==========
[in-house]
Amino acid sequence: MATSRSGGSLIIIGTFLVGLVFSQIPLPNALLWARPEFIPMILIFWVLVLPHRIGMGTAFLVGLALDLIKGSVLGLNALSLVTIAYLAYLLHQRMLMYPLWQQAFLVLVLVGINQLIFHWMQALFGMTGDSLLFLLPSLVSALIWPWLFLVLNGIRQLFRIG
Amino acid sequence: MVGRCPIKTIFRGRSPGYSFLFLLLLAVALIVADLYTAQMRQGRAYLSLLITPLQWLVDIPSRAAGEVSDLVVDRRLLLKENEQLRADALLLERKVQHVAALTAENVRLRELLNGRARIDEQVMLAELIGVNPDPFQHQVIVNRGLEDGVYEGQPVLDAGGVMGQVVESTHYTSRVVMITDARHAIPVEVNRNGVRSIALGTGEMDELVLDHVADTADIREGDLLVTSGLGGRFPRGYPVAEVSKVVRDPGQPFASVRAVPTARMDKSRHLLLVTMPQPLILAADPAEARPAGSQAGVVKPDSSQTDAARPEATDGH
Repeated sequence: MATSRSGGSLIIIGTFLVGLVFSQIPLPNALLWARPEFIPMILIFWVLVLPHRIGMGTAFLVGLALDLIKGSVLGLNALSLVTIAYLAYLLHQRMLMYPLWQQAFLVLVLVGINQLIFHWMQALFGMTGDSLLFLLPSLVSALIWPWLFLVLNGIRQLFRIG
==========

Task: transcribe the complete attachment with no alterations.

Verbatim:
[in-house]
Amino acid sequence: MATSRSGGSLIIIGTFLVGLVFSQIPLPNALLWARPEFIPMILIFWVLVLPHRIGMGTAFLVGLALDLIKGSVLGLNALSLVTIAYLAYLLHQRMLMYPLWQQAFLVLVLVGINQLIFHWMQALFGMTGDSLLFLLPSLVSALIWPWLFLVLNGIRQLFRIG
Amino acid sequence: MVGRCPIKTIFRGRSPGYSFLFLLLLAVALIVADLYTAQMRQGRAYLSLLITPLQWLVDIPSRAAGEVSDLVVDRRLLLKENEQLRADALLLERKVQHVAALTAENVRLRELLNGRARIDEQVMLAELIGVNPDPFQHQVIVNRGLEDGVYEGQPVLDAGGVMGQVVESTHYTSRVVMITDARHAIPVEVNRNGVRSIALGTGEMDELVLDHVADTADIREGDLLVTSGLGGRFPRGYPVAEVSKVVRDPGQPFASVRAVPTARMDKSRHLLLVTMPQPLILAADPAEARPAGSQAGVVKPDSSQTDAARPEATDGH
Repeated sequence: MATSRSGGSLIIIGTFLVGLVFSQIPLPNALLWARPEFIPMILIFWVLVLPHRIGMGTAFLVGLALDLIKGSVLGLNALSLVTIAYLAYLLHQRMLMYPLWQQAFLVLVLVGINQLIFHWMQALFGMTGDSLLFLLPSLVSALIWPWLFLVLNGIRQLFRIG